Monday, January 2, 2012

Eagle eyes on Lake Coeur d'Alene

Jack Cotter and Greg Johnston were among more than 100 enthusiasts who spent the weekend photographing Coeur d'Alene Lake's eagles along Highway 97 at Beauty Bay during the bald eagle's annual feast of the lake's spawned kokanee salmon./Ralph Bartholdt

For years, Gregory Johnston has come for the birds.
Each winter around Christmas he travels from his Rathdrum home to Wolf Lodge Bay looking for bald eagles, snapping pictures and selling the images to stock agencies.
It's an annual ritual for many local photographers, from novices to pros.
The pros, like Johnston, set their tripods and mega lenses tipped with cameras, on places where they will get the best light and the best all around chance for killer shots of Lake Coeur d'Alene's bald eagles as they swoop down to catch landlocked salmon near the lake surface.
"After you've done this a while you kind of read what the eagles are about to do, and you know to be ready for a shot,"Johnston said.
He and many fellow pros prefer a particular point at the entrance of Beauty Bay just over the steel railing of Highway 97 where the land drops to the flat surface of the lake.
"We call this the $70,000 Club," he said. "Some of our tripods cost more than a camera."
Despite more eagles and the comeback of the lake's salmon population, Johnston has seen fewer eagles swooping across the stage in front of the $70,000 Club.
"This year hasn't been as good as last year, and the year before that was even better," he said. "A lot of the eagles are staying in the trees across the bay, and there are a few over on Higgins Point."
Jack Cotter of Otis Orchards doesn't mind that there are fewer birds close by.
He doesn't notice.
He is a newbie to eagle watching and for now, just enjoys being on the shore watching the birds flap by out of his camera's range.
"I bought a new lens and thought I'd come out and try it," he said.
Eagle watching on Coeur d'Alene Lake's north end is a good way to spend a few hours in the chill, or to enjoy unseasonably warm weather.
Either way, it's a great idea, Cotter said.
The eagles flock to the northeastern part of the lake at Wolf Lodge Bay following great schools of kokanee salmon, a small landlocked version of the the sockeye or red salmon that spend the summer migrating to the lake's north end to spawn either in the streams, or along the gravelly shoreline.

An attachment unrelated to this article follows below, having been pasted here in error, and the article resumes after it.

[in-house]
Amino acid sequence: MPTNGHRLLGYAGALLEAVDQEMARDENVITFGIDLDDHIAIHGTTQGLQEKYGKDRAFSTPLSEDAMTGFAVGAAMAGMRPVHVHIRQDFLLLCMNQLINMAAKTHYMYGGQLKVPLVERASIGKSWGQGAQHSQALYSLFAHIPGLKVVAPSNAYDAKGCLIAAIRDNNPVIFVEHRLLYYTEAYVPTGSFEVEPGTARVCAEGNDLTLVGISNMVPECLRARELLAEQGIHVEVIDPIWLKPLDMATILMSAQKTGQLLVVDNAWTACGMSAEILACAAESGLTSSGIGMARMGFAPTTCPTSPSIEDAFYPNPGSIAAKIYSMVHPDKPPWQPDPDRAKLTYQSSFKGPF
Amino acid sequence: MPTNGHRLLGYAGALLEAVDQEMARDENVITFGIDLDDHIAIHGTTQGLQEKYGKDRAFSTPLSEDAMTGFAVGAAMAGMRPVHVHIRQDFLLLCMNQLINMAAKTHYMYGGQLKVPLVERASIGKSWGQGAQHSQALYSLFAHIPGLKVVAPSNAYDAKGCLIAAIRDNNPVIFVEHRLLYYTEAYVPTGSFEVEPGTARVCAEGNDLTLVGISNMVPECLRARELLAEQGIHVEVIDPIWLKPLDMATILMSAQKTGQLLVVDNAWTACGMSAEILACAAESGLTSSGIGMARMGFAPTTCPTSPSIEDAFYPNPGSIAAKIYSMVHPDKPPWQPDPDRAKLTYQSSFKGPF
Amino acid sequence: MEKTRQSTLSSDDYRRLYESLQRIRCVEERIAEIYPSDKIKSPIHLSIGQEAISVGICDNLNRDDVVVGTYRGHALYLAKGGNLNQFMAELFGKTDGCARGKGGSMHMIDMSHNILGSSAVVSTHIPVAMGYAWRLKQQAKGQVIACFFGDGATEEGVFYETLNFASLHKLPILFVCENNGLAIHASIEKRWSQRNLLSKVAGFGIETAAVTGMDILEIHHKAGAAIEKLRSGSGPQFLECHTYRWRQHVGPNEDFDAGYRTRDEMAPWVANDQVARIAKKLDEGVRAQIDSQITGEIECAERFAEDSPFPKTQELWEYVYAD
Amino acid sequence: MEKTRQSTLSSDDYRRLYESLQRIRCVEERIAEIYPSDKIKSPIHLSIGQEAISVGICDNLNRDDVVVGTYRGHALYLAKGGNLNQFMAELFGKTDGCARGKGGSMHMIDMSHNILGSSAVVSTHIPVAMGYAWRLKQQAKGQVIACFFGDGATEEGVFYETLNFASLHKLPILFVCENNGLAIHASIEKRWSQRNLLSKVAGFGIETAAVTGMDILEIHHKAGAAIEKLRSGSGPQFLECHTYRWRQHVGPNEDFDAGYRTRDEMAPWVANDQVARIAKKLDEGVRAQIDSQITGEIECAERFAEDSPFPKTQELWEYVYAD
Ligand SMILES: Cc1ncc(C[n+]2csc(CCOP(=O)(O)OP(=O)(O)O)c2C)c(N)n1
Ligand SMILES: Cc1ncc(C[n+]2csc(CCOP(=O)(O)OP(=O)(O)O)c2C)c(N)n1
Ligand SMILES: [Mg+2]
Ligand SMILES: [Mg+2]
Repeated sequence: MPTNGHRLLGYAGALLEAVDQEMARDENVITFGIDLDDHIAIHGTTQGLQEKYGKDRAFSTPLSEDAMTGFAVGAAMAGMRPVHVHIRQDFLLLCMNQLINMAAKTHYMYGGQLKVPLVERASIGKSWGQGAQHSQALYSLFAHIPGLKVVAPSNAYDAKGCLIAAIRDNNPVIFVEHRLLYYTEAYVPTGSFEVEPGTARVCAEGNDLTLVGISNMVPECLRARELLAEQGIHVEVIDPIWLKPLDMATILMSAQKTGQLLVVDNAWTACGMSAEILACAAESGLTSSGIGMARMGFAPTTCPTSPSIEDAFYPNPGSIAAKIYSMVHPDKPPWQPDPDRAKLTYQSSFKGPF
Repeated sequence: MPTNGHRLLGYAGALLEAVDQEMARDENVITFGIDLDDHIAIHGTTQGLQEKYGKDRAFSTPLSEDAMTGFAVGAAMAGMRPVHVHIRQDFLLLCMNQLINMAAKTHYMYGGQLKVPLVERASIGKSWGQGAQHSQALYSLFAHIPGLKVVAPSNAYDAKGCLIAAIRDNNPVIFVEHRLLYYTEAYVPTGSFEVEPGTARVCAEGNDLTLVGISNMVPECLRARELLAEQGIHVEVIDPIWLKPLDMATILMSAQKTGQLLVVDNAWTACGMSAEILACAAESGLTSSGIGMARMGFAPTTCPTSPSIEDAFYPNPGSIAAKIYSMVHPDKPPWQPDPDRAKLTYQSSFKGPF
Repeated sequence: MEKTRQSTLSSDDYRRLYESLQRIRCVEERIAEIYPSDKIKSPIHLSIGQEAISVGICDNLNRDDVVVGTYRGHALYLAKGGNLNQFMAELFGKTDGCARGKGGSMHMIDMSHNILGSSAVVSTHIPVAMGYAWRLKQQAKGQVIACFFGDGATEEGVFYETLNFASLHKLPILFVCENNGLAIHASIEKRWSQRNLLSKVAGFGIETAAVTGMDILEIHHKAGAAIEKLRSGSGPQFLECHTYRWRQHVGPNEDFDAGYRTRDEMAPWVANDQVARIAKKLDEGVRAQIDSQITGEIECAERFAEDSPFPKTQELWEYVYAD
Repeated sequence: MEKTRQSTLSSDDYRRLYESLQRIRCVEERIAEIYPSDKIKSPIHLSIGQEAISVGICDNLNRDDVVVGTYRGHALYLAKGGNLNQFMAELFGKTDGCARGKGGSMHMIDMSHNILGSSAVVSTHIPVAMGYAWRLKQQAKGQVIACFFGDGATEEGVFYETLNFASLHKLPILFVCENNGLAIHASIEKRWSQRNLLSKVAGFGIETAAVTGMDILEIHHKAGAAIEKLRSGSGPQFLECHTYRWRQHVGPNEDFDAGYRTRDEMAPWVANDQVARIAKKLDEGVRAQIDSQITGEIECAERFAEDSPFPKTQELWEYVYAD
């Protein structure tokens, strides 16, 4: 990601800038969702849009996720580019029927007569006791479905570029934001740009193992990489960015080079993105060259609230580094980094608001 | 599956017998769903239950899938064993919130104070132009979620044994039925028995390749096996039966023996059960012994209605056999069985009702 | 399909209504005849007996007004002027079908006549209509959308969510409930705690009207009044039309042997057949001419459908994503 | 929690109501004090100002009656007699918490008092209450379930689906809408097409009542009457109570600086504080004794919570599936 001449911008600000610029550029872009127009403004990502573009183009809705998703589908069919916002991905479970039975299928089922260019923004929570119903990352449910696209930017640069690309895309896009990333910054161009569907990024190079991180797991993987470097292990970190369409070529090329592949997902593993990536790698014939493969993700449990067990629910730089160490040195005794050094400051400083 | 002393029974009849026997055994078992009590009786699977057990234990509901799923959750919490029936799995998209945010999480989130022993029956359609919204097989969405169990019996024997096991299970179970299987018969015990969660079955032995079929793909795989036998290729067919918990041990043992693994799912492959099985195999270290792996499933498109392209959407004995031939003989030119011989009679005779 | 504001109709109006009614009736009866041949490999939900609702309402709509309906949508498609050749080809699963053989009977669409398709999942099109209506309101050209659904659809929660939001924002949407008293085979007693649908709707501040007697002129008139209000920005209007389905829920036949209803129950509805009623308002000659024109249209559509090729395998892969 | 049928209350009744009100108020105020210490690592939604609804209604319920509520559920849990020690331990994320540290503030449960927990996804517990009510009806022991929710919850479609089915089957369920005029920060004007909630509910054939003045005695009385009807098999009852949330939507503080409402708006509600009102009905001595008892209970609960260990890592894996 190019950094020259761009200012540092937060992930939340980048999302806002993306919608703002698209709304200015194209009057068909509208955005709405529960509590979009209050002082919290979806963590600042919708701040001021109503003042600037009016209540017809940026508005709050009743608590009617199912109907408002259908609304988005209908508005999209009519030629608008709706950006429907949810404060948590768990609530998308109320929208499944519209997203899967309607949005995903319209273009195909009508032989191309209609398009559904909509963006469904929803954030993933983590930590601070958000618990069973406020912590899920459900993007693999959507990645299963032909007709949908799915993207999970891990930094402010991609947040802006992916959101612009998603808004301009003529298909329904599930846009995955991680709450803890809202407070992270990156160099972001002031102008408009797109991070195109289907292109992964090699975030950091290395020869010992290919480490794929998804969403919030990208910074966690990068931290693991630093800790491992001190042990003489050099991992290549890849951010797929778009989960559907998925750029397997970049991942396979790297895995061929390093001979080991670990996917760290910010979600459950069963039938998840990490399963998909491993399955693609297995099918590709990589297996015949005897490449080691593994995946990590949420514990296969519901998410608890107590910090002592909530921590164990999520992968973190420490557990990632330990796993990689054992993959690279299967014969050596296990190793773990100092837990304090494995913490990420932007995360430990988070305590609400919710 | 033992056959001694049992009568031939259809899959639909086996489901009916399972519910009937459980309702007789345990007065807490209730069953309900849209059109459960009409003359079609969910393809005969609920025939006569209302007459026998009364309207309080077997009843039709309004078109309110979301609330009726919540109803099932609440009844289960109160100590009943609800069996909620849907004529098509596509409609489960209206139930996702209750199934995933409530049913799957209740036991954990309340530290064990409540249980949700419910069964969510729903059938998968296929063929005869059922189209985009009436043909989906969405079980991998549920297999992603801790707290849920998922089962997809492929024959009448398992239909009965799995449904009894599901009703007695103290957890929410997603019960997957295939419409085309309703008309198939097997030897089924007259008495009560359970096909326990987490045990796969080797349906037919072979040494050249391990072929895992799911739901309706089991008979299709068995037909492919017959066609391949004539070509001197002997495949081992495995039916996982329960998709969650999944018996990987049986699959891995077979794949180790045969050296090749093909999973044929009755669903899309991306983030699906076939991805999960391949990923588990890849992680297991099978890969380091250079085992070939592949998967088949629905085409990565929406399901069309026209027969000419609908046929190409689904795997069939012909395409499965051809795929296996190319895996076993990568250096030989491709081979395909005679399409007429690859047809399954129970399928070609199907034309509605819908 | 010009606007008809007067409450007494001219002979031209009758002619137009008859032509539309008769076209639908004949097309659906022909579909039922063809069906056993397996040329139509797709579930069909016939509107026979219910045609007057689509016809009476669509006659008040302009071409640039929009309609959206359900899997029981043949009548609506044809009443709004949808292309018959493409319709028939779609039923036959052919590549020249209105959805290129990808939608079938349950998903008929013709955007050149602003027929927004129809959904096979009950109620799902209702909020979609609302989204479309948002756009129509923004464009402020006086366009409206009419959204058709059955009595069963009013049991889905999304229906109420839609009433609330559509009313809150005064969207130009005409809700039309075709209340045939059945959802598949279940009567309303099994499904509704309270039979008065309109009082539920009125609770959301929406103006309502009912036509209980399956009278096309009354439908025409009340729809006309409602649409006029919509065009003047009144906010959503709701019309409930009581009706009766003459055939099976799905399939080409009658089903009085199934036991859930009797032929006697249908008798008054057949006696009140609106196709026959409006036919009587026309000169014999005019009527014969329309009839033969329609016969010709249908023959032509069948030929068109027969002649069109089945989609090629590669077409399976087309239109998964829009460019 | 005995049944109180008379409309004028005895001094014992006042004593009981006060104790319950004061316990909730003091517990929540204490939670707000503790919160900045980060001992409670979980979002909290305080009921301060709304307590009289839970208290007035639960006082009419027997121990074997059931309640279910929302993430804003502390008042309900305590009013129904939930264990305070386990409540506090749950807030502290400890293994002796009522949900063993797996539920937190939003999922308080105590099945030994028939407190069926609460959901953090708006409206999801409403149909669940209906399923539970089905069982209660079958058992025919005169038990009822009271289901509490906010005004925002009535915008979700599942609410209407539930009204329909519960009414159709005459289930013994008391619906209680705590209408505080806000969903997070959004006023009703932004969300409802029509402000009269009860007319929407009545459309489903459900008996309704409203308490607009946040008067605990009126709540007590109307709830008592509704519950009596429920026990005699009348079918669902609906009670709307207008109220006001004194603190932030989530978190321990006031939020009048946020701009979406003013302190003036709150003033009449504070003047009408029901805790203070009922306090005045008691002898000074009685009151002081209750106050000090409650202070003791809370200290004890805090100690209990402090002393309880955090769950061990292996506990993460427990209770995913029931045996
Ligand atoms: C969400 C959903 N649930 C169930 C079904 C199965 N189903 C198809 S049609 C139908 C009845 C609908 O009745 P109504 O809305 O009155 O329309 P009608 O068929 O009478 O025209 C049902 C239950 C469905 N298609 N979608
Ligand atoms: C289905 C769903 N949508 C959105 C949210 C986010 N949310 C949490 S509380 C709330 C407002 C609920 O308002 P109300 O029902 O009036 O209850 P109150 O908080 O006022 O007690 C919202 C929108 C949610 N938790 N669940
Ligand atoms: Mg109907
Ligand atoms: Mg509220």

Once the fish are in shallows, it's meal time for the eagles.
A wildlife biologist with the Bureau of Land Management counted 259 eagles - 215 adults and 44 juveniles recently.
According to Idaho Fish and Game, the number of adult kokanee spawning in Lake Coeur d'Alene has risen dramatically in the past three years.
Fish and Game counted 33,900 spawning kokanee in 2006; 34,000 in 2007; 28,000 in 2008; 333,600 in 2009, and 506,200 in 2010.
This year, it's estimating the adult kokanee spawning number will reach 767,000.
A kokanee's three-year life cycle ends around December as females lay eggs and males fertilize the eggs. After spawning, the fish die and float to the surface of the water, creating an abundant food source for the eagles.
Most of the eagles’ fishing takes place during the early morning. Some feeding occurs throughout the day.

"It's winding down for the season," Johnston said. "I will probably come out for another week or so."
And then the spawning dance of the fish and the eagle's feeding frenzy will be over until next winter.
  —Ralph Bartholdt
                                                Female kokanee salmon along the beach of Beauty Bay/Ralph Bartholdt
                                                                      Male salmon after the spawn/Ralph Bartholdt
Ralph Bartholdt
Agent Keller Williams Coeur d'Alene


  1. The eyes of eagle is so pretty, Thank u to share attractive topic.

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  2. Wow what a great post. I am impressed from it.

    Thanks for more sharing..........

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